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There may be tiny pinpoint red marks on the soft palate referred to as petechiae. ... PANDAS. PANDAS- Pediatric Autoimmune Neuropsychiatric Disorders Associated with ... – PowerPoint PPT presentation

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  • GROUP A and B

Group B Streptococcus
  • Group B Streptococcus is a bacterial infection of
    Streptococcus agalactiae. It is a facultative
    anaerobic bacteria that is gram positive with a
    cocci morphology found in chains. Many GBS
    strains are mainly encapsulated and are then
    serologically classified according to the
    presence of type-specific capsular
    polysaccharides. These capsules are important
    virulence factors and stimulators of
    antibody-associated immunity.

Group B Streptococcus in the Neonate Early and
  • Transmission of bacteria from mother to newborn
    occurs when the baby passes through the birth
    canal and comes into contact with the mothers
    epithelial cells.
  • Early-onset GBS is more dangerous and usually
    starts with a fever or abnormally low
    temperature, difficulty feeding, lethargy,
    breathing difficulties, rapid heart rate or slow
    heart rate. The most life threatening forms of
    infection are pneumonia, sepsis, and meningitis.

Group B Streptococcus in the Neonate Early and
  • Late-onset disease is similar to early-onset, yet
    less severe.
  • Test- Blood cx, CSF cx, urine cx, CBC, chest
    x-ray, ABGs, and coagulation studies.
  • Treatment- IV antibiotics, IV fluid, and
    medications to reverse shock, oxygen therapy,
    correction of clotting abnormalities and assisted

Prevention and Treatment of GBS the pregnant
  • Risk-based approach- Emphasizes preventive
    treatment for expectant woman who are at high
    risk for GBS transmission. A previous infant
    with invasive GBS, delivering at lt 37 weeks
    gestation, having an intrapartum temperature ?
    100.4F, or rupture of membranes for ? 18 hours
    according to the CDC. If a woman meet one or
    more of these criteria, the recommended treatment
    is to administer penicillin as and intrapartum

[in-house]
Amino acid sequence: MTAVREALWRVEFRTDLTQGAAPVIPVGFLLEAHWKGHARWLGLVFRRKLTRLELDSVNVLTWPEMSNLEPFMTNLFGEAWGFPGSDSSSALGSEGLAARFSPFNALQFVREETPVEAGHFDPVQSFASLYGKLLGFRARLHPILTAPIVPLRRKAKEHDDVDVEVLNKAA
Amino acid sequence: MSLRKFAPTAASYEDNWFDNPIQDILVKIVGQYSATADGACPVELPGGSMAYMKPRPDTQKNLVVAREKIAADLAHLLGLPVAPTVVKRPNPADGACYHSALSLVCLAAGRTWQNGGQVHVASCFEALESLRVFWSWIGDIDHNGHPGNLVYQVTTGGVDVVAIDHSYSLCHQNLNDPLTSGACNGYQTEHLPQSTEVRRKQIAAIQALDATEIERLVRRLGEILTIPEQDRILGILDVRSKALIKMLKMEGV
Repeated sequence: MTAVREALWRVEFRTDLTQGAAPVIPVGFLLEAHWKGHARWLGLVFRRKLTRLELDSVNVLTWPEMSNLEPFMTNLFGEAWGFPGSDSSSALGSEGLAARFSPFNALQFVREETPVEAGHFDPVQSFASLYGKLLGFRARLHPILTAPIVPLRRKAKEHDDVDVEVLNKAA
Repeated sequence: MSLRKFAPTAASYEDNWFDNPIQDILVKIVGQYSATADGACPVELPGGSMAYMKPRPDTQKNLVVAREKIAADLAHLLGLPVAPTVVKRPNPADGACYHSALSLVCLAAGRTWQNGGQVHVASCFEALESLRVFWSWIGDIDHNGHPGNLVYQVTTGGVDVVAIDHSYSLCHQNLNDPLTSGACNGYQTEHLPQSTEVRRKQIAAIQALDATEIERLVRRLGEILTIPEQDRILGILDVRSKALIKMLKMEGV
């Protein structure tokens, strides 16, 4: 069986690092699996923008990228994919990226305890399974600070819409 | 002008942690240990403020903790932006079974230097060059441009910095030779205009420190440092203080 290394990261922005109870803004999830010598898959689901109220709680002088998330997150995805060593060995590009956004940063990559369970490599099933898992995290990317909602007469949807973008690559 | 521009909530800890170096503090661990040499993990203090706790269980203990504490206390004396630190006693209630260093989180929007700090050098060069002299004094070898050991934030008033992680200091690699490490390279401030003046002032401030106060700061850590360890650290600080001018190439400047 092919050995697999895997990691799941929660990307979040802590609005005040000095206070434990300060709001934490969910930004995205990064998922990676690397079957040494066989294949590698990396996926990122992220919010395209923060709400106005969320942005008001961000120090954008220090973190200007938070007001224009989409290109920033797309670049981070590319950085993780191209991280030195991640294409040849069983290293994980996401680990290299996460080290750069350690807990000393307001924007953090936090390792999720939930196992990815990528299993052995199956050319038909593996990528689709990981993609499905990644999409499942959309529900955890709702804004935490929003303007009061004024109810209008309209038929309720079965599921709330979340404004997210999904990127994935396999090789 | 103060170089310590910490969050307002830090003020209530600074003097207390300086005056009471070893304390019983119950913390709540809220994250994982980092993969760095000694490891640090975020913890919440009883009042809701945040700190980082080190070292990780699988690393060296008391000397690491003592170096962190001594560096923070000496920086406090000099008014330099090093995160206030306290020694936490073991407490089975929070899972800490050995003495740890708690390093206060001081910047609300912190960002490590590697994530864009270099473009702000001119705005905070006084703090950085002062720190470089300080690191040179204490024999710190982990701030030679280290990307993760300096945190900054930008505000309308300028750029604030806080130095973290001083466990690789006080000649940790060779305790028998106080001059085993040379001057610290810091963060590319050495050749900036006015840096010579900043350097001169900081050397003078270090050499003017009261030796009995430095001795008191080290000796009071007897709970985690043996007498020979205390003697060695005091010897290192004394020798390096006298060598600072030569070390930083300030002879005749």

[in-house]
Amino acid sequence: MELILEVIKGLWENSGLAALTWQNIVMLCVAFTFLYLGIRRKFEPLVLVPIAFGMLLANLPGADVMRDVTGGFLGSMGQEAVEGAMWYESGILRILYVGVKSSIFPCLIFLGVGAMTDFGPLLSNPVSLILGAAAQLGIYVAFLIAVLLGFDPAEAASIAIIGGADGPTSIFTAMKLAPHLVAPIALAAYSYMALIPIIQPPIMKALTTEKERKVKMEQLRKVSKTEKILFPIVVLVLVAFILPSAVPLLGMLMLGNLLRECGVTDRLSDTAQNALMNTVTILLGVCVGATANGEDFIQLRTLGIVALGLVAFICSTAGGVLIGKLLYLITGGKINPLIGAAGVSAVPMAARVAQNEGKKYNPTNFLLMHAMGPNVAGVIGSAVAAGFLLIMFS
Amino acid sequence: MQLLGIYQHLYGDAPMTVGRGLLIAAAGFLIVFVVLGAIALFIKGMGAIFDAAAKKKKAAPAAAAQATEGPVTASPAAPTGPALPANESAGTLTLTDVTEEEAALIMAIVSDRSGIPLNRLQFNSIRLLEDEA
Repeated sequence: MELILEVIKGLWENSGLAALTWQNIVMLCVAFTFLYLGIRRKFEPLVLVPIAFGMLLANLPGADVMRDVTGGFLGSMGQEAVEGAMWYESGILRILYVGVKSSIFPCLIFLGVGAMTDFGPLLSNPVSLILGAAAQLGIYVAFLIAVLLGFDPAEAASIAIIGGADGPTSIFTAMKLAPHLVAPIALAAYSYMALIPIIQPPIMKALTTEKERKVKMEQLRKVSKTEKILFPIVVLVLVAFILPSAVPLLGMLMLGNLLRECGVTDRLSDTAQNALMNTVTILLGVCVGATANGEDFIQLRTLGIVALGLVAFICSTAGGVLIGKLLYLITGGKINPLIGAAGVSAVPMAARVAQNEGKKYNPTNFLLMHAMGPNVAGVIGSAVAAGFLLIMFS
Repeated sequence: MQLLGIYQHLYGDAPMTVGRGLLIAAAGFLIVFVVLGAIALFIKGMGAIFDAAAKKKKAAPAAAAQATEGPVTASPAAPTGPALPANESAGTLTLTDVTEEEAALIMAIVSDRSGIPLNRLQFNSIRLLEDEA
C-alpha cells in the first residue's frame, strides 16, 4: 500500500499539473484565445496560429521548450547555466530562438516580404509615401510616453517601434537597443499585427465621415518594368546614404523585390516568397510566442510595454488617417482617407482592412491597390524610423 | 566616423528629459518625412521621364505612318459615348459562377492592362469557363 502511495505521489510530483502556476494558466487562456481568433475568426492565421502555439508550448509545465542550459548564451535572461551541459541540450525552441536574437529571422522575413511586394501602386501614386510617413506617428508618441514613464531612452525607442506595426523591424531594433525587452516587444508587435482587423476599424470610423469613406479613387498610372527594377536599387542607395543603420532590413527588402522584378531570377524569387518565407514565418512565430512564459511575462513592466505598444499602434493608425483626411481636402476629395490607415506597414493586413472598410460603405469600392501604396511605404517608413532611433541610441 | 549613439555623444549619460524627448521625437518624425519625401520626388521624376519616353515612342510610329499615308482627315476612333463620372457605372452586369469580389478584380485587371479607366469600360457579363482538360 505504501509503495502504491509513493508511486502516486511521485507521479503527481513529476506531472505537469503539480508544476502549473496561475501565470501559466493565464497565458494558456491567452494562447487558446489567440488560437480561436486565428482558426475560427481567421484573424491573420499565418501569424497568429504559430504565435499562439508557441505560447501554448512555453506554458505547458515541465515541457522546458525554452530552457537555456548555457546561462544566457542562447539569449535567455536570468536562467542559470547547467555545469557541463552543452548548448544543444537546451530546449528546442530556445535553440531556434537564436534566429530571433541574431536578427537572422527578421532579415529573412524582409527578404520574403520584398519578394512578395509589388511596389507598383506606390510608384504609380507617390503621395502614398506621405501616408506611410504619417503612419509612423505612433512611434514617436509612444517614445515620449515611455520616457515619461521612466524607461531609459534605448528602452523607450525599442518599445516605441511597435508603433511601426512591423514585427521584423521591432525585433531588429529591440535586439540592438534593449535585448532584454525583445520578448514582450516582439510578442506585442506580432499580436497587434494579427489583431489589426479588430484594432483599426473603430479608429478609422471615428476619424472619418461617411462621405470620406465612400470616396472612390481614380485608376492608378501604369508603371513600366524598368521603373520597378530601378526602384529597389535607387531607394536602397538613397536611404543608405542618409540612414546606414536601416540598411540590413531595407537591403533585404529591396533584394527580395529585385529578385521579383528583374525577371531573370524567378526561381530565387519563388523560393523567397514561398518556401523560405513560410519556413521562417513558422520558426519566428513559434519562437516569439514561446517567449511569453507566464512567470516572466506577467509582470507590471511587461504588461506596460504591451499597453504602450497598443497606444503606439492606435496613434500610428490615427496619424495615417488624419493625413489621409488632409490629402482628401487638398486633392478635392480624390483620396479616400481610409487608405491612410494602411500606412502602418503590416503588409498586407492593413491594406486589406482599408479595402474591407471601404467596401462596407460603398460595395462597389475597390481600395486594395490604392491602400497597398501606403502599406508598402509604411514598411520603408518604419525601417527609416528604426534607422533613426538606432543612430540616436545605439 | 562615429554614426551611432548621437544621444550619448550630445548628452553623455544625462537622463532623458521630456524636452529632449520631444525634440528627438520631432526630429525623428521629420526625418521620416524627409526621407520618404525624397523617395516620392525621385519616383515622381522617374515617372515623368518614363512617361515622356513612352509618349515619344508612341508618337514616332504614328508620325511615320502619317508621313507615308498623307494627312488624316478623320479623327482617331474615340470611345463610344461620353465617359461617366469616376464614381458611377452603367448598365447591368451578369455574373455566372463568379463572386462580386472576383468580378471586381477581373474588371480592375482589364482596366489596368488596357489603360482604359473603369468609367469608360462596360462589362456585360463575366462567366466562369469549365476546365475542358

Prevention and Treatment of GBS the pregnant
  • Culture-based screening approach- Testing for GBS
    in an expectant mothers 35-37 week of pregnancy.
  • Collection of lower vaginal and rectal cultures.
  • If a woman tests positive for GBS and is
    determined to be a carrier, she is offered
    intrapartum chemoprophylaxis, based on the test
  • Neonates born to these mothers with GBS
    colonization should be monitored for 24 hours for
    signs of sepsis.

Group A Streptococcus
  • Group A Streptococcal pharyngitis is an acute
    infection of the oropharynx and or nasopharynx.
    It is a gram-positive cocci that tends to grow in
    pairs and short chains. It can be identified by
    their sensitivity to bacitracin.

Group A Streptococcus
  • Signs and Symptoms
  • Often described as a sore scratchy throat,
    febrile with swollen glands and, especially in
    children, nausea and/or vomiting.
  • There is a marked increase in redness and
    swelling of the tonsils possibly accompanied by
    white patches or streaks on the tonsils.
  • The patient may have difficulty swallowing, and
    enlarged lymph glands in the neck.

Group A Streptococcus
  • There may be tiny pinpoint red marks on the soft
    palate referred to as petechiae.
  • Other findings may include a beefy red swollen
    uvula, excoriated nares (especially in infants),
    and a scarlitiniform rash.

Group A Streptococcus
  • For the clinician to make a definitive diagnosis,
    he or she must do a throat culture.
  • Rapid Strep Antigen
  • Blood agar culture

  • Management of Group A Streptococcal Pharyngitis

Management of Group A Streptococcal Pharyngitis
  • Complications
  • Peritonsillar abcess
  • Scarlet fever
  • Poststreptococcal glomerulonephritis
  • Rheumatic fever

  • PANDAS- Pediatric Autoimmune Neuropsychiatric
    Disorders Associated with Streptococcal Infection
  • Case Study
  • Two year, nine month old male presents in the
    Emergency Department with inconsolable crying for
    one day.

  • Diagnositic Criteria for PANDAS
  • 1. Presence of Obsessive-compulsive disorder
    and/or a tic disorder
  • 2. Pediatric onset of symptoms (age 3 years to
  • 3. Episodic course of symptom severity
  • 4. Association with Group A Beta-Hemolytic
    Streptococcal infection ( a positive throat
    culture for strep or history of scarlet fever)
  • 5. Association with neurological abnormalities
    (motoric hyperactivity, or adventitious
    movements, such as choreiform movements